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so I'm using the zlib package on Ubuntu. I'm trying to figure out how to use gzopen and gzread correctly, this is what I have so far

#include <stdio.h>
#include <string.h>
#include <assert.h>
#include <zlib.h>

#define NUM_BUFFERS 8
#define BUFFER_LENGTH 1024

char buf[BUFFER_LENGTH];
int main(int argc, const char* argv[])
{
    int status;
    gzFile file;
    file = gzopen("beowulf.txt", "w");
    int counter = 0; /*when the counter reachers BUFFERS_FULL, stop*/
    if(file == NULL)
    {
        printf("COULD NOT OPEN FILE\n");
        return 1;
    }
    while(counter < NUM_BUFFERS)
    {
        status = gzread(file, buf, BUFFER_LENGTH - 2);
        printf("STATUS: %d\n", status);
        buf[BUFFER_LENGTH - 1] = "\0";
        printf("%s\n", buf);
        counter++;
    }
    gzclose(file);
    printf("STATUS: %d\n", status);
    return 0;
}

The gzread("STATUS: %d\n",status); returns -2, and I have no clue why. Any help would be appreciated.

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3 Answers 3

up vote 6 down vote accepted

Mode "w" indicates that you are preparing to create a new archive:

file = gzopen("beowulf.txt", "w");

You've just truncated the file to zero length.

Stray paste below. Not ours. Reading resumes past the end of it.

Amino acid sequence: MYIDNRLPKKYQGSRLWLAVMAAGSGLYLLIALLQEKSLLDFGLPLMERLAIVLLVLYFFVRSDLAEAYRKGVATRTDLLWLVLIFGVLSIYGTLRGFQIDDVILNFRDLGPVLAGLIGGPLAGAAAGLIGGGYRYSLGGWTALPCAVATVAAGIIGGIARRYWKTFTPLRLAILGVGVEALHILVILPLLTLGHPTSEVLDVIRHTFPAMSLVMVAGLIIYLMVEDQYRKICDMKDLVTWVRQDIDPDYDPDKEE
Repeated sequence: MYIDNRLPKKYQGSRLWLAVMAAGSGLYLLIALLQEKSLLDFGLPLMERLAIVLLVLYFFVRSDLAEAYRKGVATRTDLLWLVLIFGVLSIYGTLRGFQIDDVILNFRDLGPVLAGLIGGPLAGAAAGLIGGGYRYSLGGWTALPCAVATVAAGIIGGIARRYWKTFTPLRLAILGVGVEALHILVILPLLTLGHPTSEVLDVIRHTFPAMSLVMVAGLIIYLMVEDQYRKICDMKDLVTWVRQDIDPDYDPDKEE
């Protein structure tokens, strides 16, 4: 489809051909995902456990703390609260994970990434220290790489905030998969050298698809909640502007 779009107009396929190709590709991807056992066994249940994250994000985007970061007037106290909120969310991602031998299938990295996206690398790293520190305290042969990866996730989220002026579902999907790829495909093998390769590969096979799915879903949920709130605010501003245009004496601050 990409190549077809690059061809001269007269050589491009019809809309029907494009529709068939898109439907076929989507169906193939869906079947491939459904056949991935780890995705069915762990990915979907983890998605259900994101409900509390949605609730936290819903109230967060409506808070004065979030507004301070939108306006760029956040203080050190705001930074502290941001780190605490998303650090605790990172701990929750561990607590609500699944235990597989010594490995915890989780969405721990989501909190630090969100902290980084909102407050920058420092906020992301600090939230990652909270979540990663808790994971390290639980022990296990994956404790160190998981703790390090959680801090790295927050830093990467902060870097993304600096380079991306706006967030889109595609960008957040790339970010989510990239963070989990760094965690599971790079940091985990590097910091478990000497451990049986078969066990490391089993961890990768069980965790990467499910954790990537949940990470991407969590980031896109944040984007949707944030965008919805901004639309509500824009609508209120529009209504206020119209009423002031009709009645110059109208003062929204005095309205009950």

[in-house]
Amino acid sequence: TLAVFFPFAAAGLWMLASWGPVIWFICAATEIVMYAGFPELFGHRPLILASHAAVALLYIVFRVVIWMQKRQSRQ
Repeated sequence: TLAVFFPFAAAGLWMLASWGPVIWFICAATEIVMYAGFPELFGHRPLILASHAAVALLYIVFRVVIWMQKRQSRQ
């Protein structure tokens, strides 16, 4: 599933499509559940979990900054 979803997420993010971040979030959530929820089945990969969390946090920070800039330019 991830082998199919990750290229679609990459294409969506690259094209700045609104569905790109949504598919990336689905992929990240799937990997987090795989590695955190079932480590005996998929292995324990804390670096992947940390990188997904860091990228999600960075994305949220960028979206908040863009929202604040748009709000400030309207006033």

Also, you should use the binary mode flag: "wb" or "rb".

Also, it's a bit weird that your supposed .gz-archive has an extension .txt.

Read the docs, docs rule. :)

share|improve this answer
    
oh. In fact, the docs for gzread indicate that it can read anything, I was just trying to determine that it wasn't the decompression that was screwing with the functionality of my program. –  Sam P Sep 17 '12 at 12:13
    
@Sam It probably didn't like to read from a write-mode stream, hence Z_STREAM_ERROR. Of course you don't need the b mode for reading a text file; I thought you were trying to read an archive. –  atzz Sep 17 '12 at 12:22
    
so I should use the b mode if I am reading an archive? That's the next step in this here :) –  Sam P Sep 17 '12 at 12:36
    
@Sam b mode is for binary files (as opposed to text files). It's the same b flag as in fopen. On Unix-ish systems it has no effect, but it's a good habit to use it anyway. On other OSes it controls end-of-line conversion and possibly other things. E.g. on Windows, byte with value 26 (ASCII EOF) causes end-of-file for text files. –  atzz Sep 17 '12 at 13:05

From http://refspecs.linuxbase.org/LSB_3.0.0/LSB-Core-generic/LSB-Core-generic/zlib-gzread-1.html :

  1. If the return is positive it is the number of bytes read, you can use that to put the NULL terminator in the right place.
  2. You can use gzerror if the return code is <0 to work out what the error is.
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Log the error type using function gzerror(). Since it is -2, it won't be an end-of-file error. Possibly any of the following errors.

Z_DATA_ERROR

A CRC error occurred when reading data; the file is corrupt.

Z_STREAM_ERROR

The stream is invalid, or is in an invalid state.

Z_NEED_DICT

A dictionary is needed (see inflateSetDictionary()).

Z_MEM_ERROR

Insufficient memory available to decompress.

share|improve this answer
    
-2 is Z_STREAM_ERROR. But I have no idea what that means or how to fix it –  Sam P Sep 17 '12 at 12:10
    
You haven't called gzerror yet, so you don't know what the error is? –  Douglas Leeder Sep 17 '12 at 12:16

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